I Relocated to San Francisco
“When one door closes, another opens.” That’s how the phrase goes, and it sounds so simple. An opportunity doesn’t work out, but then a new one arises.

October last year, I moved to San Francisco all by myself. I was living in Denver as a visual designer at a tech company, but when we got acquired, my team and I flew out to the new headquarters in San Francisco. I saw what I could become: an illustrator on a team full of creative people, living in the foggy city, eating authentic Korean Chinese food. This is what was behind the door starting to open.

According to the U.S. Census Bureau, it is estimated that a person in the United States can expect to move 11.7 times in their lifetime. This number counts moves to the other side of town, but a move from Denver to San Francisco is daunting, especially to a young, introverted, and independent woman. My support system is spread thin with friends and family all over the United States, so I can’t exactly call someone to help me move boxes into a truck. Here are the main steps I took:

Plan and sell everything.
Work trips helped show me my potential new life by exploring different neighborhoods recommended by coworkers and riding the BART. I also got the OK from my manager to move and was able to negotiate a relocation package. To give myself time to plan, I started this conversation about 4 months before my lease ended.

The average U.S. household has 300,000 things, from paper clips to ironing boards, according to Organizing and Productivity Specialist, Regina Lark. Since it costs a lot to move out of state, it’s better to get rid of it all before the move, so in Denver I sold everything that wasn’t coming with me to save money. I gave what I had of value to my friends, like plants and furniture. 

For the next two months, every conversation, email and Slack started with “I relocated to San Francisco.”

Dive into your new life.
I took a one way flight, and moved into a new house with two roommates. I committed to this new identity with a new driver’s license, a Clipper card, and a library card. I registered to vote and bought new plants to grow. Most importantly, I found a Korean grocery store so I can still make my mother’s doenjang-jjigae when I’m homesick. According to the 2010 Census, the racial makeup of Denver is 3.4% Asian while San Francisco is 33.3% Asian, so that helped me feel more at home.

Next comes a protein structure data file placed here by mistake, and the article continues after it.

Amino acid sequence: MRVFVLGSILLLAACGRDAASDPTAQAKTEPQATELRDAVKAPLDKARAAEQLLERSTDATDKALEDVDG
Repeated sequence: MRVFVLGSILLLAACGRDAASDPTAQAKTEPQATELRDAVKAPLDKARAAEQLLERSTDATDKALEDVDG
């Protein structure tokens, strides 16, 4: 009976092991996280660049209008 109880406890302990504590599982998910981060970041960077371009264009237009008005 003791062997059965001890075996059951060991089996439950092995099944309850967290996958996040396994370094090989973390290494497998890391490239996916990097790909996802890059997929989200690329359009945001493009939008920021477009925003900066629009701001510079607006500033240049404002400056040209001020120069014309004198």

Start making connections.
It’s uncomfortable, expensive, challenging and oftentimes lonely in a big move. As an independent woman who moved to a new city with no friends and family in the state, I reached out to everyone. Sometimes that’s coworkers with a coffee chat, or reconnecting with old friends. It takes a strong will to not feel like an imposter, or have FOMO with friends back home who seemed to move on without me. Each interaction chips away at the old identity and builds your new one. Stay strong in this period and know this is temporary.

Build meaningful connections.
It takes about six months to adjust, so there’s nothing wrong if you’re not instantly making friends. After awhile, my new connections became a new community, and reinforced my new identity. I’m no longer visiting, I live here. I’m building the community I ached for by going to design conferences, meeting new designers, and being inspired by local artists at the comic shops. You find your people, and in time, yourself.

“When one door closes, another one opens” is an overused phrase. In this journey I am understanding that I had to make every step happen. I had to close the old door and open this new door to San Francisco. It was a hard decision and took a lot of effort to make that change, so I felt everything: discouraged and overwhelmed, but motivated and excited. 

I could lie and offer some nice clean way that ends in a full circle with the phrase, but honestly, I’m still figuring it out. I still have 8.7 more moves to do anyway, so maybe next time.
Virginia Van Keuren is a Visual Designer at Twilio in San Francisco, CA. She can be found online on Dribbble or her website
Art used in this issue: “Construction” by Alexandra Exter
Desk Lunch is a community for all creative people of marginalized genders.

Desk Lunch is supported in part by SuperHi, an online school and community helping creative people learn and thrive. Follow them on Instagram and Twitter.
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